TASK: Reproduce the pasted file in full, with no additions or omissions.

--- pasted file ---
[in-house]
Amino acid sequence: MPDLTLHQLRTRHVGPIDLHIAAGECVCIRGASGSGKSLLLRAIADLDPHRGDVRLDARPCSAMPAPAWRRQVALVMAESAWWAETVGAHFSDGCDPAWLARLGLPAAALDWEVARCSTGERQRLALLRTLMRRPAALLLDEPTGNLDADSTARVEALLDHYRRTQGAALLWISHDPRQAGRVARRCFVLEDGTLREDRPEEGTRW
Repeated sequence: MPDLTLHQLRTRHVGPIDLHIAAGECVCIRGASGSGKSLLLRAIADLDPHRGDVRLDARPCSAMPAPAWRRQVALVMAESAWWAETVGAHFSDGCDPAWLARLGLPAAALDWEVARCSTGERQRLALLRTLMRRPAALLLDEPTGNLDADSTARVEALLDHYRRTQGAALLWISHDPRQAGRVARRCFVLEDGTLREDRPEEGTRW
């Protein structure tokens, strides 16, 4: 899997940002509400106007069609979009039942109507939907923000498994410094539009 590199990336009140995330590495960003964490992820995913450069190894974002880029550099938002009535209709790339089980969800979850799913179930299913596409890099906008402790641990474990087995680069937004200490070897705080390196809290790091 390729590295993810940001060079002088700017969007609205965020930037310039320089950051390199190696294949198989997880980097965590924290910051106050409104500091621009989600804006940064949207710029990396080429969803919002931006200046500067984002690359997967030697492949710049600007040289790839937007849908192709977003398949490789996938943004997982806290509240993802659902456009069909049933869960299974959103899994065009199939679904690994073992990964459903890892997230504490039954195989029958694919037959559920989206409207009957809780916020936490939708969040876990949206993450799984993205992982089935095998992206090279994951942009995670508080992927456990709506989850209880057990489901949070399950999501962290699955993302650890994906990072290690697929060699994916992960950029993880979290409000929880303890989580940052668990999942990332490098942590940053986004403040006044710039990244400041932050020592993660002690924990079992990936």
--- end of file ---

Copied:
[in-house]
Amino acid sequence: MPDLTLHQLRTRHVGPIDLHIAAGECVCIRGASGSGKSLLLRAIADLDPHRGDVRLDARPCSAMPAPAWRRQVALVMAESAWWAETVGAHFSDGCDPAWLARLGLPAAALDWEVARCSTGERQRLALLRTLMRRPAALLLDEPTGNLDADSTARVEALLDHYRRTQGAALLWISHDPRQAGRVARRCFVLEDGTLREDRPEEGTRW
Repeated sequence: MPDLTLHQLRTRHVGPIDLHIAAGECVCIRGASGSGKSLLLRAIADLDPHRGDVRLDARPCSAMPAPAWRRQVALVMAESAWWAETVGAHFSDGCDPAWLARLGLPAAALDWEVARCSTGERQRLALLRTLMRRPAALLLDEPTGNLDADSTARVEALLDHYRRTQGAALLWISHDPRQAGRVARRCFVLEDGTLREDRPEEGTRW
């Protein structure tokens, strides 16, 4: 899997940002509400106007069609979009039942109507939907923000498994410094539009 590199990336009140995330590495960003964490992820995913450069190894974002880029550099938002009535209709790339089980969800979850799913179930299913596409890099906008402790641990474990087995680069937004200490070897705080390196809290790091 390729590295993810940001060079002088700017969007609205965020930037310039320089950051390199190696294949198989997880980097965590924290910051106050409104500091621009989600804006940064949207710029990396080429969803919002931006200046500067984002690359997967030697492949710049600007040289790839937007849908192709977003398949490789996938943004997982806290509240993802659902456009069909049933869960299974959103899994065009199939679904690994073992990964459903890892997230504490039954195989029958694919037959559920989206409207009957809780916020936490939708969040876990949206993450799984993205992982089935095998992206090279994951942009995670508080992927456990709506989850209880057990489901949070399950999501962290699955993302650890994906990072290690697929060699994916992960950029993880979290409000929880303890989580940052668990999942990332490098942590940053986004403040006044710039990244400041932050020592993660002690924990079992990936």